Vodafone made a holographic 5G call and accelerated its launch plans

By James Rogerson 20 September 2018

Vodafone 5G

Vodafone has just completed the UK’s first live holographic call over 5G, with England and Manchester City Women’s Football Captain, Steph Houghton MBE being projected as a hologram from Manchester to Newbury.

During the call she gave footballing tips to 11-year-old Manchester City and Lionesses fan, Iris, emphasising in the process the potential for holographic calls to be used for remote coaching and training, as unlike just a phone call or even a video call, it’s almost like the person is actually there.

There are all sorts of useful things this technology could be used for, such as essentially placing all participants of a conference call in the same room, letting fans get closer to their idols – whether sports stars, musicians, actors or anything else, or just making calls a lot more personal and more like a face to face conversation. It’s one of many new technologies that the high speed and low latency of 5G could power.

Vodafone 5G

Of course, there’s other tech involved in holograms than just 5G, and as Richard Foggie of the Knowledge Transfer Network explained to the BBC, headgear or an enclosed ‘cave’ is required to view holograms currently, limiting their viability, but he predicts that five years from now that hurdle will have been overcome. By which point 5G should be widely available.

Coming sooner than you might think

In fact, you shouldn’t have to wait long at all to start getting 5G from Vodafone, as the network has also announced that it will bring 5G to Cornwall and the Lake District during 2019, with 1,000 5G sites set to be active by 2020.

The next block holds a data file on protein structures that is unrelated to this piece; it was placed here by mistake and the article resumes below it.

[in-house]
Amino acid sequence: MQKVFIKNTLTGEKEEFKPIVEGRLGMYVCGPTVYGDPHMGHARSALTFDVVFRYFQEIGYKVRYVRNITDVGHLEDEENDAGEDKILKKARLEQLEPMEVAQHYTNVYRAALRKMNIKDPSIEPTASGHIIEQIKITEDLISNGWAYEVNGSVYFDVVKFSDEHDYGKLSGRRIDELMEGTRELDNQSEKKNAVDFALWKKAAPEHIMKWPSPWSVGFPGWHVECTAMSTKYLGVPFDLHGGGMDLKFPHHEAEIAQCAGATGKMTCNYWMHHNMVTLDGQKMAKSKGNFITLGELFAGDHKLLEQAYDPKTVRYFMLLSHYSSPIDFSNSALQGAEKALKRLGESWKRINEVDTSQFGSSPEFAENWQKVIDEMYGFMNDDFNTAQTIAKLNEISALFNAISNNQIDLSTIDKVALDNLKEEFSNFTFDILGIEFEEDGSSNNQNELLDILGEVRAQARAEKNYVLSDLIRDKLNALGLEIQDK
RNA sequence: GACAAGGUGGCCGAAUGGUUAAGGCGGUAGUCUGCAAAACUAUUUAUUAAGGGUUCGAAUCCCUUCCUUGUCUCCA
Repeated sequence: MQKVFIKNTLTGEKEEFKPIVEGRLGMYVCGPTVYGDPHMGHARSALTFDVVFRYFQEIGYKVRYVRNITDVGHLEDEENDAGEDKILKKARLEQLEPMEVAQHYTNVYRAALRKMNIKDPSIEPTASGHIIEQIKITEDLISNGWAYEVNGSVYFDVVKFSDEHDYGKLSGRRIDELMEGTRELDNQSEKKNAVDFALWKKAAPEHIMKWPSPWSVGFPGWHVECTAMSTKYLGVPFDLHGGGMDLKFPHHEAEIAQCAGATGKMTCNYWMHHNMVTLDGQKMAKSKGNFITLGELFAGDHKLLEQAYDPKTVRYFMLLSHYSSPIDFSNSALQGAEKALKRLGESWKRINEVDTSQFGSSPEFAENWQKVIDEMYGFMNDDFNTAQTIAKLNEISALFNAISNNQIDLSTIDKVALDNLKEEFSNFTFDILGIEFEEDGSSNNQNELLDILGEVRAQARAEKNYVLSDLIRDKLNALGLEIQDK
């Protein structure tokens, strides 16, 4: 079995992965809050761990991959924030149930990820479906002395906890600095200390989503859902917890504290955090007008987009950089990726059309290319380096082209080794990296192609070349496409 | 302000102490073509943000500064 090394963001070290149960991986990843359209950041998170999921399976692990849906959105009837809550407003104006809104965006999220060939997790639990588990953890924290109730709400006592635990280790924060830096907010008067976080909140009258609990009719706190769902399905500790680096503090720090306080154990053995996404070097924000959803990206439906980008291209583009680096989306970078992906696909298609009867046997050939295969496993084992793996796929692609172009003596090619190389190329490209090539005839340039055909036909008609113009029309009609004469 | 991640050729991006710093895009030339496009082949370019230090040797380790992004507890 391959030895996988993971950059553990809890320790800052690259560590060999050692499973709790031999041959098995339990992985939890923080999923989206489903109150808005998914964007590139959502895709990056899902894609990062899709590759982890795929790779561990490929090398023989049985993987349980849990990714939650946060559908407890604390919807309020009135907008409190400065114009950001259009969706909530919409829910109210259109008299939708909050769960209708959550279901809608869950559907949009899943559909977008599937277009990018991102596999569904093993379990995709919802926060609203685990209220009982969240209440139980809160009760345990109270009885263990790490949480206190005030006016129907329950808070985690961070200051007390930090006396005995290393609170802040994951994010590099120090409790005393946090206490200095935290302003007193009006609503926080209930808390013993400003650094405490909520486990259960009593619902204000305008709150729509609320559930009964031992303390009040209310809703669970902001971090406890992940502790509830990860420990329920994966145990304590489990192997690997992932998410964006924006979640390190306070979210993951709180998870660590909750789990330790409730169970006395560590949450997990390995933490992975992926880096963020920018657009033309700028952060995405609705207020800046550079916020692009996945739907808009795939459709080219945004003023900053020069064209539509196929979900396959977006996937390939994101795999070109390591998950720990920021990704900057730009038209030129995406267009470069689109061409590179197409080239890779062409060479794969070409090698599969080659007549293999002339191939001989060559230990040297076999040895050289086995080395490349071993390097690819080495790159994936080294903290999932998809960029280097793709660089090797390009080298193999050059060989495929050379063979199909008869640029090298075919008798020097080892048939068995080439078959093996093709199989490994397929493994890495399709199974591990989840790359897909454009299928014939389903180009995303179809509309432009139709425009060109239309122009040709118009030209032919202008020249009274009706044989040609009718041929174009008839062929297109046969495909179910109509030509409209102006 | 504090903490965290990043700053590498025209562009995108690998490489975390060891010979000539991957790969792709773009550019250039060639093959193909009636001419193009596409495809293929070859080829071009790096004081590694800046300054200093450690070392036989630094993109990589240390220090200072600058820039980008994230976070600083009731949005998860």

That’s notable for two reasons. Firstly, Vodafone had previously said not to expect 5G from the network before 2020, so it seems as though it has accelerated its launch, putting it more in line with EE and BT.

Secondly, it sounds like the network will be putting a lot of focus on rural areas in the early days, which is surprising, but potentially a good thing, as there has been concern that rural places could initially get left behind, leaving a greater digital divide between them and cities than there is now. It seems Vodafone doesn’t want to let that happen.

Useful read: How fast is 5G?

About James Rogerson

Sub-Editor at 5G.co.uk

James is sub-editor at both 5G.co.uk and TechRadar. Also works as a researcher/ technical writer for 5G.co.uk and several other websites including TechRadar, T3, Smart TV Radar, 3G.co.uk with work on the web, in print and on TV.

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